It’s a rare moment when a nation, much like a prodigal son, admits it has borrowed too much and then sets its finances in order. Americans now mostly agree their national debt is a threat to the economy. But the “fiscal cliff” negotiations in Washington show they don’t yet see the long-term benefits of belt-tightening.
Talks between Democrats and Republicans still mainly focus on which Americans will lose and which will gain. Whose taxes will go up? Whose entitlements will be cut? The recent election didn’t make that task any easier.
One estimate, made by the International Monetary Fund, is that fixing America’s fiscal imbalance will require a one-third cut in government benefits and a one-third rise in tax revenues. The IMF should know. Its job for decades has been to force overspending nations to set their finances in order if they want its seal of approval for more foreign loans and investment.
The IMF’s tough love has worked pretty well in many nations to get them to fess up to past profligacy and then sign on to a measured pace of budget cuts, better regulations, and new revenue. Much of Latin America and parts of Asia and Africa have seen that light.
America’s current debate would benefit from the IMF’s main lesson about the future promise of fiscal discipline: A nation that takes its lumps quickly won’t regret it. Or rather, the admission of past errors and embrace of temporary sacrifice will bring out the fatted calf of economic growth.
Greece is not a model. For three years, it has been short on confessing to its fiscal deceit and long on clinging to government excess. Nor is Argentina, which has largely defied the IMF and creditors, resulting in rampant inflation and crumbling infrastructure.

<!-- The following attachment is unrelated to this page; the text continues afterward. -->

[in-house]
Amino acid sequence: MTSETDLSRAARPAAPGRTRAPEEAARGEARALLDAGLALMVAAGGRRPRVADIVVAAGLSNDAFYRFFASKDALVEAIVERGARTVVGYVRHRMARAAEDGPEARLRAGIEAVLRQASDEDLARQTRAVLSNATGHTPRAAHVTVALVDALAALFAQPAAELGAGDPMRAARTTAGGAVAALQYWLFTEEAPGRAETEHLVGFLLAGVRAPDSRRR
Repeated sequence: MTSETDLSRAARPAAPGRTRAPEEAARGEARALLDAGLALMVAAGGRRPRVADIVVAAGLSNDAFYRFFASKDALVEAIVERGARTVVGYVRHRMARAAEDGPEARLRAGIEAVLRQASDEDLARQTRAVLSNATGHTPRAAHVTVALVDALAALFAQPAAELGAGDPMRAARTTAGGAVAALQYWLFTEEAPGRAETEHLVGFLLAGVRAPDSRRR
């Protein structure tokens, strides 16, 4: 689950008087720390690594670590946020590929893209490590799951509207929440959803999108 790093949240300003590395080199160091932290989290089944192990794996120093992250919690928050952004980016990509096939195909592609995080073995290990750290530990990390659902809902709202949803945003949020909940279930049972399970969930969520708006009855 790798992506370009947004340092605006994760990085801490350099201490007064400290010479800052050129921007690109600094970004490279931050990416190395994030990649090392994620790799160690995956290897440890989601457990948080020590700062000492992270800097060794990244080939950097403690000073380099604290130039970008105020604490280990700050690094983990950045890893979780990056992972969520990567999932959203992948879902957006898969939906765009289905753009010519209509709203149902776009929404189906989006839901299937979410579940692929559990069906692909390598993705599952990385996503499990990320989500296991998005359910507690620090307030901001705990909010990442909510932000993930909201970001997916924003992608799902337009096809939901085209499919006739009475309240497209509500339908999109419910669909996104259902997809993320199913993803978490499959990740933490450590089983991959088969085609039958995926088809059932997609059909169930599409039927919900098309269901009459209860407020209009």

The best current model is Latvia, a Baltic state that has rediscovered the virtues of thrift and done well by it.
During the 2008-09 economic crisis, the former Soviet state of 2 million people nearly defaulted on its debt. But it then made wrenching sacrifices – cutting government jobs, spreading the tax base, reducing welfare. The result is that Latvia now has the highest growth in the European Union. It has restored its credibility with financial markets.
“Latvia decided to bite the bullet, and instead of spreading the pain over a number of years, it decided to go hard and go quickly,” said IMF chief Christine Lagarde. She calls its policies “a tour de force.”
Ms. Lagarde says the debate about whether to emphasize austerity or growth is a false one. A nation can do both.
Sacrifices may not seem like suffering if Americans know a country can thrive again by standing on the rock of fiscal discipline.